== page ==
Marion girls forge ahead
The Marion girls’ basketball team has a predicament. Coach Kelly Robson will lose five seniors at the end of the year, but only one has significant varsity experience.
That lone player, Corrina Crabb, will be integral to the Warriors’ growth, Robson said.
“She’s a quality player and a good ball-handler,” he said. “She can shoot the ball, and she’ll definitely have to be our team leader.”
In terms of recent history, the Warriors have had three successful seasons in a row, Robson said. The team lost to Inman in the substate semifinals last year, and ended with a 17-5 record.
“The last three seasons have been nice for us,” he said. “We had double-digit wins each year, but I try not to base my feelings on any seasons about the wins and the losses.”
In terms of results, the seniors’ goal is a winning record, Maria Stuchlik said. With the girls scheduled to play around 20 games this year, that likely means they have to get 10 wins to hit Stuchlik’s mark.
Taking care of the ball will be a top priority for Robson, especially with a young team and not much height.
“Ball-handling is going to be the issue,” he said. “If we handle the ball well, and I think we can, we should be pretty competitive.”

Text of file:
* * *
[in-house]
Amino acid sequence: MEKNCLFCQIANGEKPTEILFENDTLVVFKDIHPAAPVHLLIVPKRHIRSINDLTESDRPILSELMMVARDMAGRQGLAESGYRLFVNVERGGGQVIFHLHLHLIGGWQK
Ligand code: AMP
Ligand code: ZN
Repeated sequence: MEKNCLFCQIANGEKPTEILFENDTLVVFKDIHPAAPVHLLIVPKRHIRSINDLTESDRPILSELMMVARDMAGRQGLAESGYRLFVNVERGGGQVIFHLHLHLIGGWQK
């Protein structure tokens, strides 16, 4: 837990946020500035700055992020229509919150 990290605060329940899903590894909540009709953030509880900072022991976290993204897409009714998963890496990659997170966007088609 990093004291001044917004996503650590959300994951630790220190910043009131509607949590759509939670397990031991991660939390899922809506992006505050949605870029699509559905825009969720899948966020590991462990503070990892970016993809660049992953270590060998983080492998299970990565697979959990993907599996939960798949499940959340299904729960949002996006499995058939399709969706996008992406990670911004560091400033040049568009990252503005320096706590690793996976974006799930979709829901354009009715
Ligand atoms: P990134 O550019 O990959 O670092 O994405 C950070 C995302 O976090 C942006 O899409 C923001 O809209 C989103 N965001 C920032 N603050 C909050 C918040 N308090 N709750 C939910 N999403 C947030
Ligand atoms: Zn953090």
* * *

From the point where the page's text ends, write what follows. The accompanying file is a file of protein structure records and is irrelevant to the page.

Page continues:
Robson didn’t place specific emphasis on any one game.
“Some people consider the Hillsboro-Marion rivalry a big thing,” he said. “I try not to make a big deal out of that.”
His seniors, on the other hand, didn’t try to downplay the game.
“It’s always been a rivalry, especially in football,” Corrina said. “It just carries over into every sport. Last year it was a close game.”
One of Corrina’s goals for the season is successful bench play.
“You can’t really have just five seniors,” she said. “We’re going to have to have our juniors and younger players step up.”
With the Marion Classic starting Dec. 3, the team will test their mettle in front of the home crowd from the beginning of the season. The Warriors play their first game at Southeast of Saline Friday, but the next away game isn’t until Jan. 8 against Berean Academy.
Continuous shooting is a particularly difficult drill because of their low team numbers, senior Destiny Boudreaux said.
“It’s a lot of running,” she said. “At the varsity end we only have nine players, so none of us get a break.”
One of the seniors’ favorite drills is a 3-on-2 drill where players are chosen at random.
“It’s competitive and it’s more of a scrimmage,” Corrina said. “We don’t get to scrimmage very often.”
Robson didn’t favor any particular drills, but capturing the intensity of a game was a concept he reaffirmed.
“We try do drills that will create game-like situations when we can, specifically defense and ball-handling,” he said. “Right now with the younger kids, we’re trying to teach them the offenses we will run.”
Last modified Nov. 28, 2018